mckenzie dimery

McKenzie Dimery was questioning whether she wanted to continue playing volleyball.

The former A&M Consolidated player saw her playing time diminish as her freshman season at Panola progressed, but a Christmas break spent away from volleyball rekindled her love for the sport. After a spring semester of hard work, she says she’s ready for her sophomore season.

“When you go to college, it’s your job and that’s what’s paying for your school, so you have to want more for yourself and change ways that you did in high school,” she said.

Dimery didn’t have any scholarship offers from four-year colleges, so she jumped at offers from junior colleges. She initially committed to Seward County Community College in Kansas, but after visiting Panola, Dimery said she was drawn to its atmosphere and proximity to family.

Her parents, Thirman and Michelle Dimery, made it to nearly all her games as she achieved her dream of playing college volleyball.

“It was very enjoyable to see all her hard work finally pay off,” Thirman Dimery said. “As a kid, you always talk about playing college sports, and to have her work the way she has and now it come to fruition, you get to see it. That was what excited me to watch her play against other top athletes.”

McKenzie Dimery, an outside hitter and defensive specialist, played in 30 matches last season, starting four, and she averaged 0.47 kills per set. During the spring, she said she pushed herself harder than ever and made healthier eating choices to help increase her performance.

Thirman Dimery, who played basketball at Schreiner in Kerrville, knows the toll college athletics takes and can share that experience with McKenzie. He also was a longtime basketball coach, including six seasons as an assistant and head coach for the Consol boys basketball team.

“I talk to her more as a father than a coach,” he said. “I’m very positive with her and very critical of what she does on the court also. It’s not just one way or the other. She knows we’re always going to be very supportive, but we’re always going to be honest with her.”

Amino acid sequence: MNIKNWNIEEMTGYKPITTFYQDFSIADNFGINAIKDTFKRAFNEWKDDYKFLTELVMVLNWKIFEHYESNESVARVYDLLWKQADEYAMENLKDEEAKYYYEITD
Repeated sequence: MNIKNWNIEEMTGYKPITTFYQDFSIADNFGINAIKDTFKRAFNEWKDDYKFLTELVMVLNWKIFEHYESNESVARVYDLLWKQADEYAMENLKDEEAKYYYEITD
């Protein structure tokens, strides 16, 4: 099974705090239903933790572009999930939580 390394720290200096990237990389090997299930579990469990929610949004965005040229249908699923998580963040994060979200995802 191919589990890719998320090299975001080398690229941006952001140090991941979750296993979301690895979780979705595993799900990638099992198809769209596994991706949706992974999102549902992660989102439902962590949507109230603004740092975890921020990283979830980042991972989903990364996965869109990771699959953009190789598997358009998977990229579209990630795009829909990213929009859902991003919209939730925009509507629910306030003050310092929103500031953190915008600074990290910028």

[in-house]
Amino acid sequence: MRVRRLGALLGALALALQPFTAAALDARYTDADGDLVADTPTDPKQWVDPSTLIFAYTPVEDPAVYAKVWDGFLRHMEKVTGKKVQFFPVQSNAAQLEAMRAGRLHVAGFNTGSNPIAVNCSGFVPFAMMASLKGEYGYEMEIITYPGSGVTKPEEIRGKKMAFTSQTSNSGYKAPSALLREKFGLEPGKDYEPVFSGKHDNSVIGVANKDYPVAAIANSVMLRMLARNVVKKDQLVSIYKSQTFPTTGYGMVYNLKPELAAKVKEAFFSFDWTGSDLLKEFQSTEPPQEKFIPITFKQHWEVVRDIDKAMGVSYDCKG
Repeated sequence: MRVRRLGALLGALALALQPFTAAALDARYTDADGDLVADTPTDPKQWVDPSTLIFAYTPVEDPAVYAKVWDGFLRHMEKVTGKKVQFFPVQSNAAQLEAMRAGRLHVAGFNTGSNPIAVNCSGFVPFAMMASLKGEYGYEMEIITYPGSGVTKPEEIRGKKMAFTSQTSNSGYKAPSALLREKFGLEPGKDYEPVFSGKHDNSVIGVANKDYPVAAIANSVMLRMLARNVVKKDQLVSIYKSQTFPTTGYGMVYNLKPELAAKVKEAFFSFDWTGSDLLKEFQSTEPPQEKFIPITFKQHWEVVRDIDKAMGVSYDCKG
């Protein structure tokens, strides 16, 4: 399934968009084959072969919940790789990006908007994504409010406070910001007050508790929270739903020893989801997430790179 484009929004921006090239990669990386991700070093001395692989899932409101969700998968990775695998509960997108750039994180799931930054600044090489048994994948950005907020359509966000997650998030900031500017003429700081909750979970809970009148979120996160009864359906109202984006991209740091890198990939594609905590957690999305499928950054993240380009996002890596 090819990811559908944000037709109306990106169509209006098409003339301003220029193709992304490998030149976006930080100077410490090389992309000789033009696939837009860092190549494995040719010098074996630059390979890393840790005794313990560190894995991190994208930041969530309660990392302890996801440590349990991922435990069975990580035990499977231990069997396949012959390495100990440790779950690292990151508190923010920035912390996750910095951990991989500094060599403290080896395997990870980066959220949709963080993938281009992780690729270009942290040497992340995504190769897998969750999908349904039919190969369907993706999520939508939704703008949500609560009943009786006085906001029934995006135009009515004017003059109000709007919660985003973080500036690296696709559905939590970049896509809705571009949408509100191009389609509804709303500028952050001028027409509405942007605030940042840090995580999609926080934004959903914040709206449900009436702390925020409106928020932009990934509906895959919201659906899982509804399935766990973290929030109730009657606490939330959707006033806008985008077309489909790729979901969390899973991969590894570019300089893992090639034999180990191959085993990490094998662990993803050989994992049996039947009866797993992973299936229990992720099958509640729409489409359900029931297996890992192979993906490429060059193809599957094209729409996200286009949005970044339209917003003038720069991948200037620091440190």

Thirman Dimery said he appreciates how well McKenzie takes criticism, something he says not everyone her age is mature enough to handle. As her playing time diminished, Thirman urged her to stay positive. He thinks that experience will serve her well in the long run and make her hungrier for playing time.

“He knows what it’s like playing for a college team and college coaches and everything like that,” McKenzie said. “It just helps when he compares his lessons that he learned, so I don’t make a mistake or I learn from what he did and just become a better player.”

McKenzie isn’t ready to give up volleyball. She hopes she can earn a scholarship at a four-year university, but if not, the kinesiology major will look for a college with a good physical therapy program where she can continue her studies and play club volleyball.

Her dad has some advice on that front.

“Just to be more of a leader of a court, just go out there and play like it’s your last game every game because she doesn’t know if she’s going to play next year,” he said. “Next year for volleyball isn’t guaranteed.”

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